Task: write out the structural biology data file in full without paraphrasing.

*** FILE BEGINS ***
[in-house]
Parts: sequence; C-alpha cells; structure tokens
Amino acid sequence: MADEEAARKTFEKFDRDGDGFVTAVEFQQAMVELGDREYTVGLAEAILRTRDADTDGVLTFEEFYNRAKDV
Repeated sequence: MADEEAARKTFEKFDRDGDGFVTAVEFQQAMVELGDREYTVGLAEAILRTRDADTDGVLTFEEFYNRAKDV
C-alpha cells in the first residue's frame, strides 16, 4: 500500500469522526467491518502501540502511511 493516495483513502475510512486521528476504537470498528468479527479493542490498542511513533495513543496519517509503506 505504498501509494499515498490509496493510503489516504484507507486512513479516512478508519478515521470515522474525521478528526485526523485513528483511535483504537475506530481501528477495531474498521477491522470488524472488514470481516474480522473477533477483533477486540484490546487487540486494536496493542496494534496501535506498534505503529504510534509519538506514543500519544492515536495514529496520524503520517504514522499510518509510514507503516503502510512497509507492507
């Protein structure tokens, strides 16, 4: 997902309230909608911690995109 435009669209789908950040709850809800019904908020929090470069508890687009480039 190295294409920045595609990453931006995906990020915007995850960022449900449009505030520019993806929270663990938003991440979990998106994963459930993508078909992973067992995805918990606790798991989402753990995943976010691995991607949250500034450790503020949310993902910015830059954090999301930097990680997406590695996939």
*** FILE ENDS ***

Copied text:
[in-house]
Parts: sequence; C-alpha cells; structure tokens
Amino acid sequence: MADEEAARKTFEKFDRDGDGFVTAVEFQQAMVELGDREYTVGLAEAILRTRDADTDGVLTFEEFYNRAKDV
Repeated sequence: MADEEAARKTFEKFDRDGDGFVTAVEFQQAMVELGDREYTVGLAEAILRTRDADTDGVLTFEEFYNRAKDV
C-alpha cells in the first residue's frame, strides 16, 4: 500500500469522526467491518502501540502511511 493516495483513502475510512486521528476504537470498528468479527479493542490498542511513533495513543496519517509503506 505504498501509494499515498490509496493510503489516504484507507486512513479516512478508519478515521470515522474525521478528526485526523485513528483511535483504537475506530481501528477495531474498521477491522470488524472488514470481516474480522473477533477483533477486540484490546487487540486494536496493542496494534496501535506498534505503529504510534509519538506514543500519544492515536495514529496520524503520517504514522499510518509510514507503516503502510512497509507492507
């Protein structure tokens, strides 16, 4: 997902309230909608911690995109 435009669209789908950040709850809800019904908020929090470069508890687009480039 190295294409920045595609990453931006995906990020915007995850960022449900449009505030520019993806929270663990938003991440979990998106994963459930993508078909992973067992995805918990606790798991989402753990995943976010691995991607949250500034450790503020949310993902910015830059954090999301930097990680997406590695996939």